Mortgage rates moved lower today--significantly in some cases--with the average lender making it back to 2017's lows for the first time since January.  Rates came close to 2017's lows in late February and again last week before officially crossing the line today.  

Bond markets (which drive mortgage rates) benefited from investors seeking safe haven after headlines broke regarding North Korea's nuclear threats against South Korea and The U.S.  Other geopolitical considerations regarding Russia's potential involvement with Syrian gas attacks and the French election added to the bond market gains.  As bonds gain ground, prices rise and rates move lower.

Lenders are now fairly evenly split between 4.0% and 4.125% in terms of the most prevalent conventional 30yr fixed quote on top tier scenarios.  A few of the most aggressive lenders are now quoting rates in the high 3's (emphasis on "few"), and there are still more than a few lenders up at 4.25%.  

Loan Originator Perspective

Bonds rallied again today, as saber rattling and a stock sell-off provided bond buyers ample motivation.  It's safe to say we're either in a holding pattern or on the verge of a rally.  There's certainly no motivation to lock early this PM since some lenders are still improving their pricing.  I'm willing to see where this market goes short term, will likely float new applications today.  -Ted Rood, Senior Originator

Today's Best-Execution Rates

  • 30YR FIXED - 4.0-4.125%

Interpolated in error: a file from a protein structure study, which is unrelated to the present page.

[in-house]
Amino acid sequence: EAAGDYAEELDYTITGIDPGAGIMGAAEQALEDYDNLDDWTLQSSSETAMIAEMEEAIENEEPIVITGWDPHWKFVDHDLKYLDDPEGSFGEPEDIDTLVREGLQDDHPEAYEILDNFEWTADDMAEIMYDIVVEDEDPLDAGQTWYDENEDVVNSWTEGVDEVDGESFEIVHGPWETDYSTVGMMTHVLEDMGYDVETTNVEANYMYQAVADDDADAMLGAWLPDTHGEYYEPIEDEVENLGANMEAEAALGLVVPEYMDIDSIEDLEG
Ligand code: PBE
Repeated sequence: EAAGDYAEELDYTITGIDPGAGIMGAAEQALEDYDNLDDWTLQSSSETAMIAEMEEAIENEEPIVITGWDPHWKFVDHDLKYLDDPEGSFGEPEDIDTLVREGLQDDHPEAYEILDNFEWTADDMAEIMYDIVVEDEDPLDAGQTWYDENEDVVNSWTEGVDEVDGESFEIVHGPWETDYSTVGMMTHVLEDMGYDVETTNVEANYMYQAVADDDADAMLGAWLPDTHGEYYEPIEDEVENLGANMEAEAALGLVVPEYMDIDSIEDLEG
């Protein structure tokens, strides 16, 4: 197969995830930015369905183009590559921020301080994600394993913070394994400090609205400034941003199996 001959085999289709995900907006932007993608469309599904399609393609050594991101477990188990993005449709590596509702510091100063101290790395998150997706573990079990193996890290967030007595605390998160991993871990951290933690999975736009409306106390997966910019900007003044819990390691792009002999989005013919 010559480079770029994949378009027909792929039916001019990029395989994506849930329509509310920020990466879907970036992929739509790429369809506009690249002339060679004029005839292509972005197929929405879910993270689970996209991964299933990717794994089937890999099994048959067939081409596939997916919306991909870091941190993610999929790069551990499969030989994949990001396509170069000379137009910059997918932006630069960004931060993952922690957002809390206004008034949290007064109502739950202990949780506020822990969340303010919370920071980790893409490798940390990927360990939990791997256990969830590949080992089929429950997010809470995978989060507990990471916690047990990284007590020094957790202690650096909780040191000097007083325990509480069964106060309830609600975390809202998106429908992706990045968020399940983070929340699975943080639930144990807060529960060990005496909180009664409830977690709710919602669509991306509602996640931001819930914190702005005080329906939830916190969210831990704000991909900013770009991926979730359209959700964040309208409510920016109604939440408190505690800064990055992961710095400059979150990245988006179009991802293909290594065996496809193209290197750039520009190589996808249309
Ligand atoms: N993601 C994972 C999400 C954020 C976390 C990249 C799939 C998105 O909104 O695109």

• FHA/VA - 3.75%
  • 15 YEAR FIXED - 3.375%
  • 5 YEAR ARMS -  2.75 - 3.25% depending on the lender

Ongoing Lock/Float Considerations

  • Some investors are increasingly worried/convinced that the decades-long trend toward lower rates has been permanently reversed, but such a conclusion would require YEARS to truly confirm

  • Still, it would take something very big and unexpected for rates to make a big, sustained push back toward pre-election levels.   Even then, it would take time to confirm such a shift.
  • With fiscal and monetary policy paths both clearly putting pressure on rates, at least one of those would need to make a noticeable change before anything but a cautious, lock-biased approach makes sense as a baseline strategy.  Floating should only be considered as a tactical opportunity to capitalize on temporary corrections. 
  • Rates discussed refer to the most frequently-quoted, conforming, conventional 30yr fixed rate for top tier borrowers among average to well-priced lenders.  The rates generally assume little-to-no origination or discount except as noted when applicable.  Rates appearing on this page are "effective rates" that take day-to-day changes in upfront costs into consideration.